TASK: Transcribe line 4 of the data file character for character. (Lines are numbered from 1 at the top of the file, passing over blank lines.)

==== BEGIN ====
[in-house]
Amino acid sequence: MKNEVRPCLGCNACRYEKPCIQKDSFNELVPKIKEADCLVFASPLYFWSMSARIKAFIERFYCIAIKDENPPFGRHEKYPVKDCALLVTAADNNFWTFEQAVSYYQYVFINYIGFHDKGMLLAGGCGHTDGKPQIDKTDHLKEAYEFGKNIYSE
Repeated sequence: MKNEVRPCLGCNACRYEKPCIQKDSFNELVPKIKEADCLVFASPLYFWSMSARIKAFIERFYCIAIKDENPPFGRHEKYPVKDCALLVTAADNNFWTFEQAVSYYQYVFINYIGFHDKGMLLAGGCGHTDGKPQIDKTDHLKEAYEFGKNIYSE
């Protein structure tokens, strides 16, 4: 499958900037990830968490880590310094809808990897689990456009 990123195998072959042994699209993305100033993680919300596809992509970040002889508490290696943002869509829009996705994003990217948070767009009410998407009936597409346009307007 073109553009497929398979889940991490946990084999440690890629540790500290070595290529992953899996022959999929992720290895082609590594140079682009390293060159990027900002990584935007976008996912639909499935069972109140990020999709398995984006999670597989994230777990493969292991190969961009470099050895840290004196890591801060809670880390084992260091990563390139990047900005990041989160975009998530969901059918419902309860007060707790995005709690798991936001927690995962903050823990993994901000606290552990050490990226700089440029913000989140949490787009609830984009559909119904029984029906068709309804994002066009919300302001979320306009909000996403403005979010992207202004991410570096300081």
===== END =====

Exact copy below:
């Protein structure tokens, strides 16, 4: 499958900037990830968490880590310094809808990897689990456009 990123195998072959042994699209993305100033993680919300596809992509970040002889508490290696943002869509829009996705994003990217948070767009009410998407009936597409346009307007 073109553009497929398979889940991490946990084999440690890629540790500290070595290529992953899996022959999929992720290895082609590594140079682009390293060159990027900002990584935007976008996912639909499935069972109140990020999709398995984006999670597989994230777990493969292991190969961009470099050895840290004196890591801060809670880390084992260091990563390139990047900005990041989160975009998530969901059918419902309860007060707790995005709690798991936001927690995962903050823990993994901000606290552990050490990226700089440029913000989140949490787009609830984009559909119904029984029906068709309804994002066009919300302001979320306009909000996403403005979010992207202004991410570096300081």